Friday, February 09, 2018

Federally sponsored lenders will increase rural home loans; county-level map shows under-served areas

Though the Federal National Mortgage Association ("Fannie Mae") and the Federal Home Loan Mortgage Corporation ("Freddie Mac") have had limited reach into rural America, the government-sponsored mortgage giants have new plans to make it easier for rural homebuyers to get a loan. The two companies own almost half of all U.S. mortgages, but only 12 percent of the rural home loans that were initiated between 2012 and 2015.

Because of this discrepancy, Congress is requiring Fannie and Freddie to increase their business in high-needs rural areas and populations, finance more housing through small banks, and help preserve rental housing. The new requirements will take effect on Jan. 1, 2018. "In many respects, Fannie and Freddie’s current products are not particularly well-suited for many rural markets, as evidenced by their low activity and the congressional mandate itself. New and creative approaches are needed to fully achieve their goals in rural areas," Lance George writes for The Daily Yonder. George is the director of research and information at the Housing Assistance Council, which helps local organizations build homes in rural America and did this map:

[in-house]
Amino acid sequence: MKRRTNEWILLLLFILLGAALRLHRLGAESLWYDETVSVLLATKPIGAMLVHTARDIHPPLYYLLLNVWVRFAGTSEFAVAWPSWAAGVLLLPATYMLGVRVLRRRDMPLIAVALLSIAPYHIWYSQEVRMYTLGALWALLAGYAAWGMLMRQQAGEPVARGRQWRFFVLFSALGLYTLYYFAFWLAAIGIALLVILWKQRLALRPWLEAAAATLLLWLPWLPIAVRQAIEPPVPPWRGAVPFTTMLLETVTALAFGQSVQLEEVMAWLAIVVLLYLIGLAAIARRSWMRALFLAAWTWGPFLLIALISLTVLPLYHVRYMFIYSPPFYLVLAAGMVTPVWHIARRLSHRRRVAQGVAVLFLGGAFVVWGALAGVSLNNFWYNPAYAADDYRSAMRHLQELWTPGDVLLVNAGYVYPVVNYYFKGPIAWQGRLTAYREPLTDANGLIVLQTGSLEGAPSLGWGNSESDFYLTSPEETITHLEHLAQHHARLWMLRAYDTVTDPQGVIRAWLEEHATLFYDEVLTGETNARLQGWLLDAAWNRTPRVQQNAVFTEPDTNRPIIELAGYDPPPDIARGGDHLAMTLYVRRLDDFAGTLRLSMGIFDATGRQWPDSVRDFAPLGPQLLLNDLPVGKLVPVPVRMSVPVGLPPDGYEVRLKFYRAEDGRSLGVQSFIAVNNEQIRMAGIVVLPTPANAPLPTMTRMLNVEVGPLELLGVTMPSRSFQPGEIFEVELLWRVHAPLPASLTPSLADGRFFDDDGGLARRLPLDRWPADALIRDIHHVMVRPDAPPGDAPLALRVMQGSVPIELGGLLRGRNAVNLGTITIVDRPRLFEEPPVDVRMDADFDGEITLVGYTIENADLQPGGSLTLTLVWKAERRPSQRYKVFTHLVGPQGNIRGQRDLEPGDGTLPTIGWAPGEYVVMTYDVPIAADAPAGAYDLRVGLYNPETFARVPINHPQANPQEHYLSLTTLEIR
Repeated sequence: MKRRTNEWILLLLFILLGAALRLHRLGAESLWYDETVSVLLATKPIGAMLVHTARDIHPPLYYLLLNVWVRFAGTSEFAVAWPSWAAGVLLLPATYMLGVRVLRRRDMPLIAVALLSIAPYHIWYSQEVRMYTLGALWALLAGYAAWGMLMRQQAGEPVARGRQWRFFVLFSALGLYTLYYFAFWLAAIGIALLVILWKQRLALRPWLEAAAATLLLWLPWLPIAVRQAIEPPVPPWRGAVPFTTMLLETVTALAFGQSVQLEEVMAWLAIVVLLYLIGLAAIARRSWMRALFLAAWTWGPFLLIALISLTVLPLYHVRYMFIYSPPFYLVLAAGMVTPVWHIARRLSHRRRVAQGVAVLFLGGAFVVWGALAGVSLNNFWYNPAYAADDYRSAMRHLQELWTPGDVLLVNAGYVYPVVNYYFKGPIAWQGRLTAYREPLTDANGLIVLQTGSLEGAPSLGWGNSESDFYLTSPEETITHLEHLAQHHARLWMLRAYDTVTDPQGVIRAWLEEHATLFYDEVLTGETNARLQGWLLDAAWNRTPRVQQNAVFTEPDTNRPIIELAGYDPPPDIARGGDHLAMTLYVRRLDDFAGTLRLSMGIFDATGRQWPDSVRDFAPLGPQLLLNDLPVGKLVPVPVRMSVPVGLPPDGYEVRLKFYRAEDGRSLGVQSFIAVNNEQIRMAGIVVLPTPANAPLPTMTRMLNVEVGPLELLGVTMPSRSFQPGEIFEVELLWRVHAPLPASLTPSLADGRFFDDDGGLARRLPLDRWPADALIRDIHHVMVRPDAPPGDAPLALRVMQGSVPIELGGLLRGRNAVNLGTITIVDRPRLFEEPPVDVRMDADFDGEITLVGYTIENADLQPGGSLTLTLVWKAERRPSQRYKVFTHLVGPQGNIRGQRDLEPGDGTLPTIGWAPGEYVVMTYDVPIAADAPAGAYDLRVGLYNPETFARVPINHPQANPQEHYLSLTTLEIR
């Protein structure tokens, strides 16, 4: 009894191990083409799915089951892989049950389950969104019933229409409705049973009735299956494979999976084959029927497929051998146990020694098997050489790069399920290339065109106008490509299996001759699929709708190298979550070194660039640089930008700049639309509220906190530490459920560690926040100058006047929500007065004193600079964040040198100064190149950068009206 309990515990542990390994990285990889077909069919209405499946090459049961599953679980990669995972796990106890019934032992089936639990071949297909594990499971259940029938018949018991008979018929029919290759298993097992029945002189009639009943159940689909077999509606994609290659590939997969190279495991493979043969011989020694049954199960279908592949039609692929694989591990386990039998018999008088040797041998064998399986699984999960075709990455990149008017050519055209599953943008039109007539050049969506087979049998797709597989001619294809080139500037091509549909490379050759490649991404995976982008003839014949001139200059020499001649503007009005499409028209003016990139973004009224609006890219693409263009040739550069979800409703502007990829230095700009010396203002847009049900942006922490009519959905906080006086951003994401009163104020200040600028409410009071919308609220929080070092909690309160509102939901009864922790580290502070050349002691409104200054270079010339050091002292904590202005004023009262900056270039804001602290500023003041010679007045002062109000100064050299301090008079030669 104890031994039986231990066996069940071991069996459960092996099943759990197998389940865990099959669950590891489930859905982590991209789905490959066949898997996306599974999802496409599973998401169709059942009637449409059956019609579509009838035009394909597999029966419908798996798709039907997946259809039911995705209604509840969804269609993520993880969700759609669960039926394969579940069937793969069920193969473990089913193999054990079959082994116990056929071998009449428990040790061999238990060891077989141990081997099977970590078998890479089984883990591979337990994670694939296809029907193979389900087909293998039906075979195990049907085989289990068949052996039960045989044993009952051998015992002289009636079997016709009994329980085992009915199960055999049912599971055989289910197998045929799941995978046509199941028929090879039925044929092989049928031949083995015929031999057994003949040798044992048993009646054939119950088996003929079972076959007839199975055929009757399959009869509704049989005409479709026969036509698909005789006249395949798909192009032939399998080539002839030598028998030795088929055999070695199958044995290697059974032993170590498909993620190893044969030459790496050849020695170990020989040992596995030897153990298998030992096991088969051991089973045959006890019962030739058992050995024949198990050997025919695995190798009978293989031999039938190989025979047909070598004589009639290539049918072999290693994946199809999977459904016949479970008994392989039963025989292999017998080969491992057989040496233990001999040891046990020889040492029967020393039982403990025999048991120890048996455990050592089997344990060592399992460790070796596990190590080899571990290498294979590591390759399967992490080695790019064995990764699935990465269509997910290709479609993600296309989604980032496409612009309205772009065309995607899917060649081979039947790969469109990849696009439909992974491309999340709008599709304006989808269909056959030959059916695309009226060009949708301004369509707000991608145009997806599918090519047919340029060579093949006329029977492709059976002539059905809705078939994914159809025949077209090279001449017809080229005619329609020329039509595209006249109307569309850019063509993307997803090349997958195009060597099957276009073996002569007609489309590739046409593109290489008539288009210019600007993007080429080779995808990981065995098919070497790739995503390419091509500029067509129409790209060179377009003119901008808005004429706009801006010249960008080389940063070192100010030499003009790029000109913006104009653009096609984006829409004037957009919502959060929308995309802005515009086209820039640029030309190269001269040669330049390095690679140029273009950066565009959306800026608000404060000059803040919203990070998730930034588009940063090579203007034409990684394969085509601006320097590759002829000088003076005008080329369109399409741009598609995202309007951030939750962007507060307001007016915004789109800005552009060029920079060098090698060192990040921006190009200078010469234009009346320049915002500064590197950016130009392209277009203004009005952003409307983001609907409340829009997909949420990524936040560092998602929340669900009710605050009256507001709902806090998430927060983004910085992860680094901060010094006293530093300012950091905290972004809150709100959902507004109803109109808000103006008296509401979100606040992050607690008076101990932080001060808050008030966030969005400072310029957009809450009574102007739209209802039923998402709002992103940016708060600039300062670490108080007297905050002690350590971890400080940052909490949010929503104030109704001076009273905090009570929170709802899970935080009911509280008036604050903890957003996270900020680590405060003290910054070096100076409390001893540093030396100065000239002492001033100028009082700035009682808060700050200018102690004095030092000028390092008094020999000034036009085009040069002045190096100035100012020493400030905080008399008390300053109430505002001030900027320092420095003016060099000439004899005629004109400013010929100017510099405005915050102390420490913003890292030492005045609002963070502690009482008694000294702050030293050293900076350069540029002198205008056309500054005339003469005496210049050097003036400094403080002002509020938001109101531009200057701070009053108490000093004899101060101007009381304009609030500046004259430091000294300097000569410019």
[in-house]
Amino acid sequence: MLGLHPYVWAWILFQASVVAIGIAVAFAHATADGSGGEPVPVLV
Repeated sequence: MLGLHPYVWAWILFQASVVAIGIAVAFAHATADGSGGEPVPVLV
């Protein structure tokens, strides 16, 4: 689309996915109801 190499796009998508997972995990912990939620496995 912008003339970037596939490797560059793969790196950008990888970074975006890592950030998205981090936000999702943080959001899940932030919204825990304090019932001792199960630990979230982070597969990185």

"The most effective approach would be for Fannie and Freddie to partner with existing housing providers, nonprofits, and tribes, who already work in these communities," George writes. "These entities have the experience, local trust, and insights to help Fannie and Freddie in these often hard to reach areas. Ultimately, rural America is a big place, with many different housing markets. To make this plan a success, Fannie and Freddie will need to better understand these often-forgotten markets, and commit meaningful efforts and investment."

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